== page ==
Chevron's management knows the evidence is stacked against them and they're afraid members of the Board of Directors may suddenly pull their heads out of the sand and see the gross negligence with which they're handling the Ecuador disaster. Or shareholders may hear the truth from the Ecuadoreans and begin asking some questions they don't want to answer.

Unfortunately, this new favorite play in Chevron's corporate playbook worked and Reuters and Dow Jones both ran stories that might as well have been written through a collaboration of Chevron's legal and public relations departments.

Both media outlets filed 'updates' later yesterday that included responses from the plaintiffs, like this from Karen Hinton, a spokesperson for the Amazon Defense Coalition which represents the plaintiffs:

"Since evidence at trial has indisputably shown Chevron is responsible for extensive contamination, the company has done everything within its power to attack the judicial process at its last hope of evading liability."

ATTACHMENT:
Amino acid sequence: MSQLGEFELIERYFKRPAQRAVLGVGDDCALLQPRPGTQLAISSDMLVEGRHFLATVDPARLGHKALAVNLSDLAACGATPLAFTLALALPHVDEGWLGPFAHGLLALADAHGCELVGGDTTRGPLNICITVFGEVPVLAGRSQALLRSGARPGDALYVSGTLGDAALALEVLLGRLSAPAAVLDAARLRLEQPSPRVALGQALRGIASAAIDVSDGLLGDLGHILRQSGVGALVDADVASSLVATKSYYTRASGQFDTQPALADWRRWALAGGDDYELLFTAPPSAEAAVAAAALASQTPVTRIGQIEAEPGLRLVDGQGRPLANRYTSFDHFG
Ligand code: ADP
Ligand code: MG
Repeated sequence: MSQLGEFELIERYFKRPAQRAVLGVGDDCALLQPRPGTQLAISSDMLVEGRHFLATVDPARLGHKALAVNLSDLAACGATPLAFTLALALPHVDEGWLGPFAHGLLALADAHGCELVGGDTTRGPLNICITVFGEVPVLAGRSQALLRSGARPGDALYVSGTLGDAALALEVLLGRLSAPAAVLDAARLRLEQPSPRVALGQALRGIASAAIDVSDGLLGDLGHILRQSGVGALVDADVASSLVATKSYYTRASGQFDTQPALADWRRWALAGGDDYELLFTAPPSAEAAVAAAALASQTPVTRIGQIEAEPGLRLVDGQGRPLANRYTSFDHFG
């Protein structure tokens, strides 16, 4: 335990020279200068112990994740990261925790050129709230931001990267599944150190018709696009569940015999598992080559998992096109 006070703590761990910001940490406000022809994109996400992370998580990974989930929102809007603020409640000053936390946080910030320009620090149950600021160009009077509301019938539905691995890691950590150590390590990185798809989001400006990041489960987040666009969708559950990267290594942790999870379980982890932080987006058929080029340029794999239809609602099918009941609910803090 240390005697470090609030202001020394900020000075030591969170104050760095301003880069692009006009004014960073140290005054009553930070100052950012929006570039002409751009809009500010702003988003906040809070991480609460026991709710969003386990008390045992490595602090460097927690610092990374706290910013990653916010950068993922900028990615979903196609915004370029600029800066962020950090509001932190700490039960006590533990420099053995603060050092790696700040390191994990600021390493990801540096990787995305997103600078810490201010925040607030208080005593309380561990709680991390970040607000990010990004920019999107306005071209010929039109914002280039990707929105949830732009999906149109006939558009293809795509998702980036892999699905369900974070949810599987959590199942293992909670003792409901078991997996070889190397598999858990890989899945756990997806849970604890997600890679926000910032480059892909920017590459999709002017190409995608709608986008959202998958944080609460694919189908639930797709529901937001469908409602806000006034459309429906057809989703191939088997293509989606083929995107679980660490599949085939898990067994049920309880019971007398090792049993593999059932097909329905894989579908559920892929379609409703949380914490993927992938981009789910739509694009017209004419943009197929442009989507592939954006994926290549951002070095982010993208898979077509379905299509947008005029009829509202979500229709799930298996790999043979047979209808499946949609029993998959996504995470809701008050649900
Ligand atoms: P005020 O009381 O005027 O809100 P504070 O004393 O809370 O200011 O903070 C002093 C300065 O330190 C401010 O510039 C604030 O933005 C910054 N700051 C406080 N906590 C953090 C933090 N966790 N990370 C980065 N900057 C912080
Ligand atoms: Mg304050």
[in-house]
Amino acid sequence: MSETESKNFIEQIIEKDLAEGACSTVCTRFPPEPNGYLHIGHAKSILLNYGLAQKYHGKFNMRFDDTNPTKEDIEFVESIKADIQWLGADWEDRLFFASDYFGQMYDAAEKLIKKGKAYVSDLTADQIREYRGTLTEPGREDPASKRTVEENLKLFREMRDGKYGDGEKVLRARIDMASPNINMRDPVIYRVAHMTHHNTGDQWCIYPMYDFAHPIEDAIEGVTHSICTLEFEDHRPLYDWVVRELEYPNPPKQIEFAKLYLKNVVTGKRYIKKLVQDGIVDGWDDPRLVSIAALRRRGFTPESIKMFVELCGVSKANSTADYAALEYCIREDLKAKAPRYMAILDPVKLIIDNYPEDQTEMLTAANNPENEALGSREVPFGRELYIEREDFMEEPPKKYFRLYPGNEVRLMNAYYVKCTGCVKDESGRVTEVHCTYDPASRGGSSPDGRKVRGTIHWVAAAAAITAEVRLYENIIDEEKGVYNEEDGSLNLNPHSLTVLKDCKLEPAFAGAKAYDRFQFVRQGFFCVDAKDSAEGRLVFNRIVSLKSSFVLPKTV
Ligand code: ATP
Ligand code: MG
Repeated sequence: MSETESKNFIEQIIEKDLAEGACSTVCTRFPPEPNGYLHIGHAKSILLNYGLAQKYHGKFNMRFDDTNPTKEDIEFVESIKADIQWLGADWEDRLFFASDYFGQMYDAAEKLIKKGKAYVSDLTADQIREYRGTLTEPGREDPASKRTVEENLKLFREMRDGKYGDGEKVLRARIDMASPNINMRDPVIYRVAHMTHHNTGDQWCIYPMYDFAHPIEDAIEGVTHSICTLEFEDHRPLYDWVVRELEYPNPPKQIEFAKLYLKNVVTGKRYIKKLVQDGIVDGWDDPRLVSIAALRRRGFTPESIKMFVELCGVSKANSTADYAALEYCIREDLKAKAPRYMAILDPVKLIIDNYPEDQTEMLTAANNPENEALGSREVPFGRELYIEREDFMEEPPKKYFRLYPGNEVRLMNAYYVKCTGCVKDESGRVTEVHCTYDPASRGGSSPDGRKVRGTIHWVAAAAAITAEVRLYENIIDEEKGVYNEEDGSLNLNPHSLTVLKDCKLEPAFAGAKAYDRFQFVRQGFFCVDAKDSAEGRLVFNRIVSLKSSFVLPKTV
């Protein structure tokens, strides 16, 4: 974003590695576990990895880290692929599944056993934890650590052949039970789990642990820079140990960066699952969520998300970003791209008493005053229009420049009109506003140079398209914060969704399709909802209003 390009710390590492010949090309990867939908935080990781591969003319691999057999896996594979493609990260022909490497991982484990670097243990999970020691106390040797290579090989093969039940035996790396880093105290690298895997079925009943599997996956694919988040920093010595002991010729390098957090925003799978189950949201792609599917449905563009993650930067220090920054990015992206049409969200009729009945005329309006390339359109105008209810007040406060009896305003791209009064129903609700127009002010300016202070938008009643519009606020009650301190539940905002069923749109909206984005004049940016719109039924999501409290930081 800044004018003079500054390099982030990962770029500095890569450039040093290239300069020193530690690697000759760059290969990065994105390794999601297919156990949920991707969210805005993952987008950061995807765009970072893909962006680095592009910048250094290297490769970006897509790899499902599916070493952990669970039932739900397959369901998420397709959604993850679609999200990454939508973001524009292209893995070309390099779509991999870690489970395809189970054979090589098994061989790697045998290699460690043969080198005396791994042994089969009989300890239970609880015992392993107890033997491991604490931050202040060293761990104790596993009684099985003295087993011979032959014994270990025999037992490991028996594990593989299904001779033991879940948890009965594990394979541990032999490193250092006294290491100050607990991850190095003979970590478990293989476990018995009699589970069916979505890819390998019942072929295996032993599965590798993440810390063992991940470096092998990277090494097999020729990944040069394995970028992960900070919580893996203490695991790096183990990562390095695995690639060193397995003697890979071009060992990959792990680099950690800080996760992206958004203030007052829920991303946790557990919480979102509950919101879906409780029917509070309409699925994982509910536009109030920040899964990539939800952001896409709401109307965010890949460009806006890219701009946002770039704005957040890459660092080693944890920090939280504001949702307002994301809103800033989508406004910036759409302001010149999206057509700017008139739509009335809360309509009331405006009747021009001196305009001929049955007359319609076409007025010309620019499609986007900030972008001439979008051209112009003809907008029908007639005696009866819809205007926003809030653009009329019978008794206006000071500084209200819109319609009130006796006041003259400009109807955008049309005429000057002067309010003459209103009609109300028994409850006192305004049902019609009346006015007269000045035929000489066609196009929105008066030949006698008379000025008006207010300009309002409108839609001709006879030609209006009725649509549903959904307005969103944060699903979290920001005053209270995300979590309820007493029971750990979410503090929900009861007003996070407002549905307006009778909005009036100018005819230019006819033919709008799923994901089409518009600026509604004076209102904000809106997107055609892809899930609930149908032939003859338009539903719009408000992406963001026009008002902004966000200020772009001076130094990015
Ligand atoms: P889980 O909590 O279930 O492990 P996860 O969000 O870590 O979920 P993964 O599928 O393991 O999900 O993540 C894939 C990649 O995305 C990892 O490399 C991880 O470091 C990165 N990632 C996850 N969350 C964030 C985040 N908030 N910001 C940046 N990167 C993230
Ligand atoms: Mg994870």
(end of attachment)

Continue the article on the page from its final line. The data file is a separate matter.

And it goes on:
The Amazon Defense Coalition sent out their own press release yesterday to respond to Chevron's attacks. In it, they counter the lies that Chevron is peddling about what they claim to be inappropriate conduct by court expert Richard Cabrera and the plaintiffs attorneys and their experts:

  • Chevron misrepresentation: Plaintiffs inappropriately provided information to Cabrera.

    FACT: It was appropriate for the parties to furnish information to Cabrera. Cabrera solicited information from both parties, in accordance with his court-ordered mandate to provide the best possible estimate of the damage caused to the region. While the plaintiffs complied with Cabrera's information requests, Chevron chose not to participate.

  • Chevron misrepresentation: Chevron has uncovered "new evidence" that plaintiffs submitted documents to the court expert. 

    FACT: Chevron has not "uncovered" any new evidence. Contrary to its statements, Cabrera requested information from both parties in compliance with various court orders. In fact, court records indicate Chevron knew all along that plaintiffs had submitted documents to Cabrera.

  • Chevron misrepresentation: Sections of Cabrera's report are tied directly to Plaintiffs.